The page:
Later on, near the end of the day we decided to talk to one of the store employees to get their prospective of working on base. We had assumed that they were all either civilians or dependents. We were unsurprisingly wrong.
Mary is retired from the Air Force. She grew up in Savannah, and returned 10 years ago after serving for many years. Military service, for her, wasn’t unusual, as she came from a large military family. She told us that her father and siblings had all been in the Marine Core, and that her mother was in the Air Force. She went on a little tangent about how her dad refused to talk to her for a month after she joined the Air Force, not because she was serving but because she hadn’t become a Marine. (Something I can relate to having parents in 2 separate branches). Though retired, she continues to serve the servicemen at Hunter by working as a store clerk. She seemed to have great pride in both her and her family’s service in the military, and it was very evident that hard work is a daily routine.
If the commissary is Kroger, then the PX is Walmart. The PX contains a little bit of everything. Typically you will find clothing sales (where you can buy new uniforms), some form of fast food, a barber shop, typical superstore items, etc. HAAF has a small but efficient one, walking into the building feels like going into a small strip mall (Kiosks included), with a Burger King on one side and a Barber shop on the other.
Here we met many interesting people that gave a much broader picture of the military person or one who has become attached to the military in someway. Here also, we met Raymond.
Where to start with Raymond? After a failed attempt to interview his wife, she gently pointed us in his direction with a huge grin on her face. We quickly why. The first thing we found was that Raymond likes to talk. A lot.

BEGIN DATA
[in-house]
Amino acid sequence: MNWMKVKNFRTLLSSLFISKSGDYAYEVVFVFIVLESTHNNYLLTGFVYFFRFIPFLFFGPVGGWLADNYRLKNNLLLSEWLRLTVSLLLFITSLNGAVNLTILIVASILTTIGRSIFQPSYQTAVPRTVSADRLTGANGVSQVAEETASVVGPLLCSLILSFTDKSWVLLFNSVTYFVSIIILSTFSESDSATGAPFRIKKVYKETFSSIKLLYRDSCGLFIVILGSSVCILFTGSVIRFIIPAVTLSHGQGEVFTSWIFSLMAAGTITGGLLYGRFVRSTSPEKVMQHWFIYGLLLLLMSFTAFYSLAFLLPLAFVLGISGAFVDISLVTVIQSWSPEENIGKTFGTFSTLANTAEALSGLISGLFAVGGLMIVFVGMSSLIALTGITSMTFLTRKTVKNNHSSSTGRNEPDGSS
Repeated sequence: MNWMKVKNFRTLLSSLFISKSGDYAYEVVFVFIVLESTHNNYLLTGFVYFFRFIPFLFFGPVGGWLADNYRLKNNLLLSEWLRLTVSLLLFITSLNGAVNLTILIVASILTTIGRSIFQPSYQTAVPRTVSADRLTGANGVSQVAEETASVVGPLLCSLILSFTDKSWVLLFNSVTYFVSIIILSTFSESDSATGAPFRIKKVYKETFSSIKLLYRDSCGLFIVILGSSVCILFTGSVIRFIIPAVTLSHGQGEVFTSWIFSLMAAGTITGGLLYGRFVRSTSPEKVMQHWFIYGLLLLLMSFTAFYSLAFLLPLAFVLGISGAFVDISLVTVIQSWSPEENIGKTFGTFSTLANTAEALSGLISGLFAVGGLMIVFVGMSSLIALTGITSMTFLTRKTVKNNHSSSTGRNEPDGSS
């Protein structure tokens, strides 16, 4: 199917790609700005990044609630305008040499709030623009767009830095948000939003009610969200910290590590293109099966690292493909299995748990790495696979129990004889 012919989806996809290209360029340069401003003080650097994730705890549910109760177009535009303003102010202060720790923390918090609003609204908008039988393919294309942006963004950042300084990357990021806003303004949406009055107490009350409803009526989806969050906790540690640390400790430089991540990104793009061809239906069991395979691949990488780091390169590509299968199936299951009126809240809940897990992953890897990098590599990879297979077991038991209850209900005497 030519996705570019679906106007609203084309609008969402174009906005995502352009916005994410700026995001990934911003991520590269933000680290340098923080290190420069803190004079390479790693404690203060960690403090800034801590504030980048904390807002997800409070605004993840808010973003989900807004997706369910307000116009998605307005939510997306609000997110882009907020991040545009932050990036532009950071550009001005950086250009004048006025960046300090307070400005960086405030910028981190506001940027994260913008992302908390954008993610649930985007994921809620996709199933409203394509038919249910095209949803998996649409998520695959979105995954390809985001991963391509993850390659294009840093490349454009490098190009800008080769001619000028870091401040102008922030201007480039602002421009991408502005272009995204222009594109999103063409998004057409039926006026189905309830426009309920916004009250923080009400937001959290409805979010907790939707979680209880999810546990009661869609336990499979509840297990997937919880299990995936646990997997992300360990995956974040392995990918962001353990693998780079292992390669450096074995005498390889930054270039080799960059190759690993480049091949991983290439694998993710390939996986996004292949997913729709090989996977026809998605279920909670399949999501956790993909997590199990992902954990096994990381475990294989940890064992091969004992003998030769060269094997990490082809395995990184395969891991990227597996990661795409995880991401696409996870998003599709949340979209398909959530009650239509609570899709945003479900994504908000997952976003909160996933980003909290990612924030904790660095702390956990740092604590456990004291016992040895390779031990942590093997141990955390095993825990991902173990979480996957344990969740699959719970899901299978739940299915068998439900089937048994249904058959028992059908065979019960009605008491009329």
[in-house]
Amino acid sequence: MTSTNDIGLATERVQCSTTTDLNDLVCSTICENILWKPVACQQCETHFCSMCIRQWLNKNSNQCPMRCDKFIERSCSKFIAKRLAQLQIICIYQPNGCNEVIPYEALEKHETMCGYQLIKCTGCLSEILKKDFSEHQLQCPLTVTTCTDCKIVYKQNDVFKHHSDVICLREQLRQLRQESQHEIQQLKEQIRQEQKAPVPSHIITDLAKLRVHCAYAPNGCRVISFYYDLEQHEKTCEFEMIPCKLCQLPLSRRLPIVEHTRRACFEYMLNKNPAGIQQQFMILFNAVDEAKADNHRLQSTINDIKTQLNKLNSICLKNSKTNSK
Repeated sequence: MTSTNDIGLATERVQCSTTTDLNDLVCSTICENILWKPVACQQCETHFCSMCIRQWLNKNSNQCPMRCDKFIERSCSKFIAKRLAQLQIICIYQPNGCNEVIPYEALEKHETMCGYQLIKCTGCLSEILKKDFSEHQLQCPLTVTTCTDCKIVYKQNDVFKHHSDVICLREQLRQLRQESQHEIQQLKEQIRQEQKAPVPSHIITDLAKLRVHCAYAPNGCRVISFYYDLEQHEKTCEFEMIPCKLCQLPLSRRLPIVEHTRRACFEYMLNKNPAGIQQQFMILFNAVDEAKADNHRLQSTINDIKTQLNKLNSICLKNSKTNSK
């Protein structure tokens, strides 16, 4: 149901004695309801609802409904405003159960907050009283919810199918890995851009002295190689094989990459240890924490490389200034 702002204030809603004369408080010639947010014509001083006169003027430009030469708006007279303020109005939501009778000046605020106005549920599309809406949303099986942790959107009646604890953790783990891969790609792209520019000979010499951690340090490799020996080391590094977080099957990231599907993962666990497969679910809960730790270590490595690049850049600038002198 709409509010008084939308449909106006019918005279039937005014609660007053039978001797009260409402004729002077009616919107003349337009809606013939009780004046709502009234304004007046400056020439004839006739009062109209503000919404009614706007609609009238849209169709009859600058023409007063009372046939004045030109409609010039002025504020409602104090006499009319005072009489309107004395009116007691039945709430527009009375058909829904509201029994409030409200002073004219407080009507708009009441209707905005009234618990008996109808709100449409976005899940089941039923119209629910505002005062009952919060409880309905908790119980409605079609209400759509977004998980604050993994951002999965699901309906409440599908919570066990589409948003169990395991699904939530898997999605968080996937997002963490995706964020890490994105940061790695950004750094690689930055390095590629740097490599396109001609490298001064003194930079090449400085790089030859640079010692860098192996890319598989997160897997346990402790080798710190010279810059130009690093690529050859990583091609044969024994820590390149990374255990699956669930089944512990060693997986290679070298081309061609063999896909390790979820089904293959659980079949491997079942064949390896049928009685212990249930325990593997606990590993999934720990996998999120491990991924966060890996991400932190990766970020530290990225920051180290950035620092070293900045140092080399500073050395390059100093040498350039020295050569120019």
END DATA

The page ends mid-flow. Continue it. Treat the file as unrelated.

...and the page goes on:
Raymond, has been retired from the military for 22 years. He was in the Army, and evidently served for a long time. Throughout his carrier he had seven different MOS’s ( Military Occupational Specialty). He currently lives off post, and has lived in Savannah for twenty-three years. During this time, he has become a noble figure in his community, with many ideas on how to improve Savannah and “End the Violence” that plaques parts of it. These are just a few issues he campaigns for. He proudly told us that he is frequently on local television, if not that, he is participating in community meetings.
Raymond attributed much of his success to his time served, and by learning to, “think outside the box.” He went on at length about how you can work around something with a little bit of creativity (even telling us how to cheat on this assignment). And he also had many ideas on how to get younger generations to come to hall meetings and become active in the city’s decisions. As he put it, “We are making decisions based on what we, the older generation, wants, but we’re not gonna be around to see its effect, you are.”
Also at the PX, we met a young man named Eeron. Eeron’s interview was interesting because it was the first interview we gave with someone who was presently serving. He is active duty in the Army with less than one year under his belt in a six year contract. There was an attitude about Eeron that seemed prideful, but not in the wrong way. He seemed a very shy and grounded young man, and it was very evident that he loves his country. However, he wasn’t amused by being stationed at Hunter. Given that he had only been there for about two months, he didn’t like the post, and its bugs (We can’t really blame him for that). We found this humorous, but nonetheless, there was a deeper meaning here which revealed the life that these young men and women have to face. They were away from their families, in places they really didn’t know, nor like, sacrificing for the freedom of people like us.